JE34 said...

@Sammmy Kent: You're gonna have guys left on base. They left 5 on for the game yesterday, which isn't horrendous. It's the 2-for-12 with guys in scoring position... which has been this club's problem for years. Situational hitting - putting the ball in play when you need to, moving runners. When the weather cools down, the ball will not fly out of Nationals Park as easily, and the scoring problem will get demonstrably worse, unless...

...unless we see more of that sweet production from our shiny new leadoff hitter, to create more opportunities. Trea should use Start Me Up by the Rolling Stones as his walkup music. (He'll have to ask his grandpa who the Rolling Stones are.)

I also think we're witnessing the worst slump of the young career of (bryce) Harper. 4 for 40 since the ASB... hitting .177 in July. Yikes.

John C. said...

value without the certainty of winning, is not worth much at all.

Certainty of winning? Dude, you are blogging the wrong sport.

A guy like Chapman is very likely to produce in a certain way this season

But not certain. In the closer department, Familia has not blown a save in a year and a half ... except in the WS, when he blew three.

The Cubs are very very likely to be in the playoffs this year and to have a good shot at being a favorite.

And do you know what being the "favorite" get them in the playoffs? Sweet damn all. Top seeds in each league win ... 50% of their divisional round series. A coin toss. Go back over the past couple of decades and look at the "favorites" vs. the teams that actually won. It does occasionally happen, so it's not a bad thing to be a favorite. But the important thing is to get to the dance, and then if you can, to avoid the one game wild card crap shoot. Beyond that, short series randomness will take all of your carefully crafted plans and laugh at them.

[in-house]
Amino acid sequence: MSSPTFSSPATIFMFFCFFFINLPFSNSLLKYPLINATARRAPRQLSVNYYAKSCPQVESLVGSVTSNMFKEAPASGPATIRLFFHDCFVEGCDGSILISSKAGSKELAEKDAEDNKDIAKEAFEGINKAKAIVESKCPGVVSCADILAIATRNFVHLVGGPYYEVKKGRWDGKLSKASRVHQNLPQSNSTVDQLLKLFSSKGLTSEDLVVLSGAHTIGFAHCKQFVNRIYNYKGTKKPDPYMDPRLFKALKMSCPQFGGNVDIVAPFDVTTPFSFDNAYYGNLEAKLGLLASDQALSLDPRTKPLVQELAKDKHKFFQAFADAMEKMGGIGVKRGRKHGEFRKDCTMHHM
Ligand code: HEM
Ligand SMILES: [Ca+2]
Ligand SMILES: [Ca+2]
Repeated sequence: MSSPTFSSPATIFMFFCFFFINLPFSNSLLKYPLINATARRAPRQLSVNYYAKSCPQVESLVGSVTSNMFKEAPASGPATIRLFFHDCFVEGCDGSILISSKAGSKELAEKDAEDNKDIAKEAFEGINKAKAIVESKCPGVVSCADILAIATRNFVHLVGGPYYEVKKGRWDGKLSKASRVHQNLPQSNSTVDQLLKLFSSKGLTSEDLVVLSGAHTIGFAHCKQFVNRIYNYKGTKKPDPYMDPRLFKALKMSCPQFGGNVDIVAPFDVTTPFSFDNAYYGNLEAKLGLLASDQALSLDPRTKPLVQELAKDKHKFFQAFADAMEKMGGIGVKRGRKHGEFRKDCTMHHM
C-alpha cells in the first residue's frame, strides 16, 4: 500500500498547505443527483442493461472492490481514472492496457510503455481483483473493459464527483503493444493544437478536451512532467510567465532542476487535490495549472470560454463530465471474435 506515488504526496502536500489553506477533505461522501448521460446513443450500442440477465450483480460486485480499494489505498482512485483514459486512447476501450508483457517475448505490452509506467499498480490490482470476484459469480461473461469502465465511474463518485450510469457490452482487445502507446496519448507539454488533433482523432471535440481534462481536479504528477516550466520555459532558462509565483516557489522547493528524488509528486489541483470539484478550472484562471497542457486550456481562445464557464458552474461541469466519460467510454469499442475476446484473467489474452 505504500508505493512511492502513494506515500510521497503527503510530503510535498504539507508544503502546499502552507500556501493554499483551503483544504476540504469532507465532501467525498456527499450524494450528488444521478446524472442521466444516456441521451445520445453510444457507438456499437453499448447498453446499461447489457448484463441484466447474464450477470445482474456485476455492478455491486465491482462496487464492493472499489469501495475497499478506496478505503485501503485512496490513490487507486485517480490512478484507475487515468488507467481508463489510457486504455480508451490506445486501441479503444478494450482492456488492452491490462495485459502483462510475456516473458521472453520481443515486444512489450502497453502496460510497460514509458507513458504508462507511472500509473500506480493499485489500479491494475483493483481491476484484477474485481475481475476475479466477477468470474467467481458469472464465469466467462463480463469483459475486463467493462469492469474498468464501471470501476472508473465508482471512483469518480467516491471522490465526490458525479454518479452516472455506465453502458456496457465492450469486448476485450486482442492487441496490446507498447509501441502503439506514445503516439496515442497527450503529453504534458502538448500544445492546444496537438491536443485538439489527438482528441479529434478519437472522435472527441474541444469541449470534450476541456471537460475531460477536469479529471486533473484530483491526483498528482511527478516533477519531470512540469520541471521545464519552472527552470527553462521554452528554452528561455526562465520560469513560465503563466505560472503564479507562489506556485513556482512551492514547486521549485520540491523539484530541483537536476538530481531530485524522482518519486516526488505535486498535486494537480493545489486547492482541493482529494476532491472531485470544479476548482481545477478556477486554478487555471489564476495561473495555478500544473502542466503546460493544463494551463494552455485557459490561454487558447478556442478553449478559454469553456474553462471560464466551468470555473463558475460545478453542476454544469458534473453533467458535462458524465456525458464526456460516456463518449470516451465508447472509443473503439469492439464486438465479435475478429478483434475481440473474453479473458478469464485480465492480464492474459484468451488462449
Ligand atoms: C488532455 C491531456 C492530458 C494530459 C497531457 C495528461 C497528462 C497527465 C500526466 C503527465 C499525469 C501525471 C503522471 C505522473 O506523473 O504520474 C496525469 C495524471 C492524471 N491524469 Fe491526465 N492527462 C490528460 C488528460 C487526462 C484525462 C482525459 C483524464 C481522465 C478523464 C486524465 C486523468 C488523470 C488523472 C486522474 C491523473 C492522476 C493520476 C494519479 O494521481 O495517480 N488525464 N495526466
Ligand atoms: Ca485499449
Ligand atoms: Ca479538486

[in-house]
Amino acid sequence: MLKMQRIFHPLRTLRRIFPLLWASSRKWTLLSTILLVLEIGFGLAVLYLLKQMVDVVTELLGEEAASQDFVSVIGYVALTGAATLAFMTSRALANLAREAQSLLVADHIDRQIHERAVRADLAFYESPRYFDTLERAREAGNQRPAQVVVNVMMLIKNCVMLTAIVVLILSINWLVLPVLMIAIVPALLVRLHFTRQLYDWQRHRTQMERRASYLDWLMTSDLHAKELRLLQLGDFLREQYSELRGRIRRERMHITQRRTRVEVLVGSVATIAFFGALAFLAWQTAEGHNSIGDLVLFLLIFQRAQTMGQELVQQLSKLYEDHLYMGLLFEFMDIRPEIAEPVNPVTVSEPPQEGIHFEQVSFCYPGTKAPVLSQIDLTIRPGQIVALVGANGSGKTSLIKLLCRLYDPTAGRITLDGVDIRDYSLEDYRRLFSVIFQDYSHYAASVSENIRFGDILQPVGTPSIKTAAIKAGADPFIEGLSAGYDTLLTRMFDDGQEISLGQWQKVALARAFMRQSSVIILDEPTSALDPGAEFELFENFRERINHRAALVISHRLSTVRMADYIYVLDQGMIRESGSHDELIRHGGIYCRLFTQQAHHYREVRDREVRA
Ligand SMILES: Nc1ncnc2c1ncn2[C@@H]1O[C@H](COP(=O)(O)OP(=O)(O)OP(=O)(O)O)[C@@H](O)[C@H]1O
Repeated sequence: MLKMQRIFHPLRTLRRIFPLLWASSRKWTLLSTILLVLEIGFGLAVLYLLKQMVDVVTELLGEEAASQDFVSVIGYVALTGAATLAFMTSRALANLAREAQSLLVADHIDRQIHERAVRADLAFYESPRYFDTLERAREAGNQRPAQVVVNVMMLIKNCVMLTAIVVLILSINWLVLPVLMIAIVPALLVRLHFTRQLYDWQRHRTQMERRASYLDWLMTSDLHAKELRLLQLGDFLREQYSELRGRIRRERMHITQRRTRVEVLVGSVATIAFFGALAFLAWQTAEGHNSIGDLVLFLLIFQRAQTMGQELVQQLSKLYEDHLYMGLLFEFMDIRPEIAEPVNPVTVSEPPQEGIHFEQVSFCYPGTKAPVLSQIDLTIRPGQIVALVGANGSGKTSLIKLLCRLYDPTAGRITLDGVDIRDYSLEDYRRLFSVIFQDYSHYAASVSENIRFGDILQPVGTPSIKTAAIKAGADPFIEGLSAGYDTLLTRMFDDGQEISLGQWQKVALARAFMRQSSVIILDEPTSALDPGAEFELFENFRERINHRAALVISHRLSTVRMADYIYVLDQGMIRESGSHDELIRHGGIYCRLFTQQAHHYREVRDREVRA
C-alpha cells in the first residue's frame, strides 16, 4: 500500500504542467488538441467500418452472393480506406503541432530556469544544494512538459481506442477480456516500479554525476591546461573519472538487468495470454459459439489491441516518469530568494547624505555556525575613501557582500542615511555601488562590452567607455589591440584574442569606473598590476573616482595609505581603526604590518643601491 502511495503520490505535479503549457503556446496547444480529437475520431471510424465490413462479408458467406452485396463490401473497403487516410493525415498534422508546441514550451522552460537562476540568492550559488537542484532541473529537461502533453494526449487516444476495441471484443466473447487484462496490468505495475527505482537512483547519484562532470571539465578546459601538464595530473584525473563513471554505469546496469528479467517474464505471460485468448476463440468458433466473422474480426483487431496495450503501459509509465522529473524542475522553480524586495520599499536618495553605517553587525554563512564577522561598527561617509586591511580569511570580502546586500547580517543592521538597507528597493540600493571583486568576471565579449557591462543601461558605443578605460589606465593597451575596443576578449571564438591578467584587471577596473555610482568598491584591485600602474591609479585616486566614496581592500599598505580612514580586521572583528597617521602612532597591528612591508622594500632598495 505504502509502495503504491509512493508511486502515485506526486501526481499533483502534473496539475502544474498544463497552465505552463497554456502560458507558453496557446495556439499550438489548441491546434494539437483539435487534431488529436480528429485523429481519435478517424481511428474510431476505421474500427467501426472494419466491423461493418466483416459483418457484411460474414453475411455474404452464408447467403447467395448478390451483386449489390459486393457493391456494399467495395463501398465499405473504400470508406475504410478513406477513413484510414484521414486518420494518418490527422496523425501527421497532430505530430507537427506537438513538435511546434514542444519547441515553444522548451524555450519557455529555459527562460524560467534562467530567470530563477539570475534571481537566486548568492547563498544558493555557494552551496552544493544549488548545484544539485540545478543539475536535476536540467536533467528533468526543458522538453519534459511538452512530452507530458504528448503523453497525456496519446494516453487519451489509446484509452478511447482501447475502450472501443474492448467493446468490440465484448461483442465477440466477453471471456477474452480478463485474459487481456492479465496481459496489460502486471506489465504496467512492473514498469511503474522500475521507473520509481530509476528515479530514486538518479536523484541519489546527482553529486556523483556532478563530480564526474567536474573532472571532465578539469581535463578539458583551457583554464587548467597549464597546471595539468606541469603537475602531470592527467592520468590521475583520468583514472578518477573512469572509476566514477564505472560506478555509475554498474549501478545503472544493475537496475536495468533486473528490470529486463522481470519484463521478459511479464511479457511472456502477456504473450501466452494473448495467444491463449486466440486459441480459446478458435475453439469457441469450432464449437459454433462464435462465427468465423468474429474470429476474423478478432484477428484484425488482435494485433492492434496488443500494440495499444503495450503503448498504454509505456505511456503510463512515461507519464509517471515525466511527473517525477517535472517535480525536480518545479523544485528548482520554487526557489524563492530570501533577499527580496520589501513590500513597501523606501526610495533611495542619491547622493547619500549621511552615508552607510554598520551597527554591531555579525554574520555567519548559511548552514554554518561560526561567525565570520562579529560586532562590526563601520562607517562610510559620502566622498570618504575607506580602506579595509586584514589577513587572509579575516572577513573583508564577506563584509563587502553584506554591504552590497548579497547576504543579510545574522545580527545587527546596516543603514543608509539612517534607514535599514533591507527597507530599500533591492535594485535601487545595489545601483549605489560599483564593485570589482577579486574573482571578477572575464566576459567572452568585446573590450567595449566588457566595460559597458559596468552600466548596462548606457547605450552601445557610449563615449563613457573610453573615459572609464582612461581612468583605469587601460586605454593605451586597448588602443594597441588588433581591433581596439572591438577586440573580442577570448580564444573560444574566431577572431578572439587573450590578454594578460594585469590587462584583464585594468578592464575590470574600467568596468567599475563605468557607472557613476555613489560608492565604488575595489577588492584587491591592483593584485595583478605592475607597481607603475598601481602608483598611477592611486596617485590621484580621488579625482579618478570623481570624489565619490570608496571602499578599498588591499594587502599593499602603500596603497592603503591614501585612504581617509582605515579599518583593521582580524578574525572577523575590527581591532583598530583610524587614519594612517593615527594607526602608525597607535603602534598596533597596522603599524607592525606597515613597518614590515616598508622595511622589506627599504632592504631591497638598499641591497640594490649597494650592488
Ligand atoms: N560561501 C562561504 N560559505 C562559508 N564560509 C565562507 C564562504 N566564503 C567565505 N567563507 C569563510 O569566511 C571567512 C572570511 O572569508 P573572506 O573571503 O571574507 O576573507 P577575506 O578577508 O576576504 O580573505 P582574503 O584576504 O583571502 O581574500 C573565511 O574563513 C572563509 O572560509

Ole PBN said...

@Not Bobby - yes, but I read a report a few months ago that says he was aiming to take the mound in August. Won't help us right away, but I see it as a low-risk, HIGH reward type of signing. Perhaps he could be ready to help in October.

NotBobby said...

What about trading Espi and Lopez for Colome and Kiermeier? Maybe something less and get Jennings? Not sure what the contracts are like. ..

Ole PBN said...

@Dusty's Toothpick - to get Miller/Davis, we would have to cough up Giolito. And you as a GM won't do that - sooooo you're not getting Miller/Davis. Moving on.

Drawing comparisons to Randy Johnson is asinine btw. As you said, we know nothing about this kid due to a limited MLB exposure. RJ's had command issues early on, but he always has +pitches. Stuff was never a question. I'm on the side of the argument that I have not seen anything to make me feel optimistic that Giolito's stuff can succeed at the MLB level. You say Randy Johnson, I say Nathan Eovaldi (their arm slot mirrors each other). He may figure out his command issues, just as RJ did. But his "hitability" concerns me. I'd value Lopez right now over Giolito based on substance of pitches alone. Still wouldn't trade either for a dude who will pitch in 35+ games for us this year, only when we're leading in the 9th inning.

Just some food for thought: Jensen (5 blown saves, but otherwise "lights out"), Melancon (3 blown saves, but otherwise "lights out"), Papelbon (3 blown saves, ARGH!! We need an elite closer!! Trade anyone!) We do need a better option yes, but don't sell high for one - don't be like the Cubs.